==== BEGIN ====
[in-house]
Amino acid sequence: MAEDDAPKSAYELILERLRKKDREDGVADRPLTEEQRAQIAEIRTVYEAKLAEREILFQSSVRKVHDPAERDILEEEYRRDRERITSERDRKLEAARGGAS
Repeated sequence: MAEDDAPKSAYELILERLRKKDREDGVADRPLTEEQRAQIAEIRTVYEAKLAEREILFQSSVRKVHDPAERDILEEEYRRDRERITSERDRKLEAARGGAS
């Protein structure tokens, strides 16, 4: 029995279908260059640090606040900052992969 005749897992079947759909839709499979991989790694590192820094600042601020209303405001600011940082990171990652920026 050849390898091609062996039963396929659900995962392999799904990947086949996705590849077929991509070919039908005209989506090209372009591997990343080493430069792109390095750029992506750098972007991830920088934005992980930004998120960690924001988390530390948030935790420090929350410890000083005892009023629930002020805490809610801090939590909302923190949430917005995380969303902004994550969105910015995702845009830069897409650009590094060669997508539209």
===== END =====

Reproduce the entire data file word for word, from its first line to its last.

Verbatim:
[in-house]
Amino acid sequence: MAEDDAPKSAYELILERLRKKDREDGVADRPLTEEQRAQIAEIRTVYEAKLAEREILFQSSVRKVHDPAERDILEEEYRRDRERITSERDRKLEAARGGAS
Repeated sequence: MAEDDAPKSAYELILERLRKKDREDGVADRPLTEEQRAQIAEIRTVYEAKLAEREILFQSSVRKVHDPAERDILEEEYRRDRERITSERDRKLEAARGGAS
């Protein structure tokens, strides 16, 4: 029995279908260059640090606040900052992969 005749897992079947759909839709499979991989790694590192820094600042601020209303405001600011940082990171990652920026 050849390898091609062996039963396929659900995962392999799904990947086949996705590849077929991509070919039908005209989506090209372009591997990343080493430069792109390095750029992506750098972007991830920088934005992980930004998120960690924001988390530390948030935790420090929350410890000083005892009023629930002020805490809610801090939590909302923190949430917005995380969303902004994550969105910015995702845009830069897409650009590094060669997508539209």